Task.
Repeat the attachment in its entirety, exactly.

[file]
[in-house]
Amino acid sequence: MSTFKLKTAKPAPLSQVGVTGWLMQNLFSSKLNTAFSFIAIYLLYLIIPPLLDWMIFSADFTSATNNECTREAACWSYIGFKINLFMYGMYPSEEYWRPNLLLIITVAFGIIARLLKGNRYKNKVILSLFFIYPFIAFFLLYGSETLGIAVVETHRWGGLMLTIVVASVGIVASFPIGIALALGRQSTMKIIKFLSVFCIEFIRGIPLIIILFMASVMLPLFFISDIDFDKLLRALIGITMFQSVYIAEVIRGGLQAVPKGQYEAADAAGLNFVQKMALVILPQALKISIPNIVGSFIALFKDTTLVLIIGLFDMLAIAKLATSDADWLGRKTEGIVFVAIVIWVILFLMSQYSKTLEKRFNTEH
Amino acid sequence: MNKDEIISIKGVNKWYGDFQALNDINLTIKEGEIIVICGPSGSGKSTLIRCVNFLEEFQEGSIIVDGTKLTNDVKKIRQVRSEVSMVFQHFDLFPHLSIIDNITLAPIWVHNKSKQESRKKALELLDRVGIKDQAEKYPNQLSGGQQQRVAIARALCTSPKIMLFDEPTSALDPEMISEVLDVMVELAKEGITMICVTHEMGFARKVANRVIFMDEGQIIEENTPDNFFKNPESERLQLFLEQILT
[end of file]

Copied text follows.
[in-house]
Amino acid sequence: MSTFKLKTAKPAPLSQVGVTGWLMQNLFSSKLNTAFSFIAIYLLYLIIPPLLDWMIFSADFTSATNNECTREAACWSYIGFKINLFMYGMYPSEEYWRPNLLLIITVAFGIIARLLKGNRYKNKVILSLFFIYPFIAFFLLYGSETLGIAVVETHRWGGLMLTIVVASVGIVASFPIGIALALGRQSTMKIIKFLSVFCIEFIRGIPLIIILFMASVMLPLFFISDIDFDKLLRALIGITMFQSVYIAEVIRGGLQAVPKGQYEAADAAGLNFVQKMALVILPQALKISIPNIVGSFIALFKDTTLVLIIGLFDMLAIAKLATSDADWLGRKTEGIVFVAIVIWVILFLMSQYSKTLEKRFNTEH
Amino acid sequence: MNKDEIISIKGVNKWYGDFQALNDINLTIKEGEIIVICGPSGSGKSTLIRCVNFLEEFQEGSIIVDGTKLTNDVKKIRQVRSEVSMVFQHFDLFPHLSIIDNITLAPIWVHNKSKQESRKKALELLDRVGIKDQAEKYPNQLSGGQQQRVAIARALCTSPKIMLFDEPTSALDPEMISEVLDVMVELAKEGITMICVTHEMGFARKVANRVIFMDEGQIIEENTPDNFFKNPESERLQLFLEQILT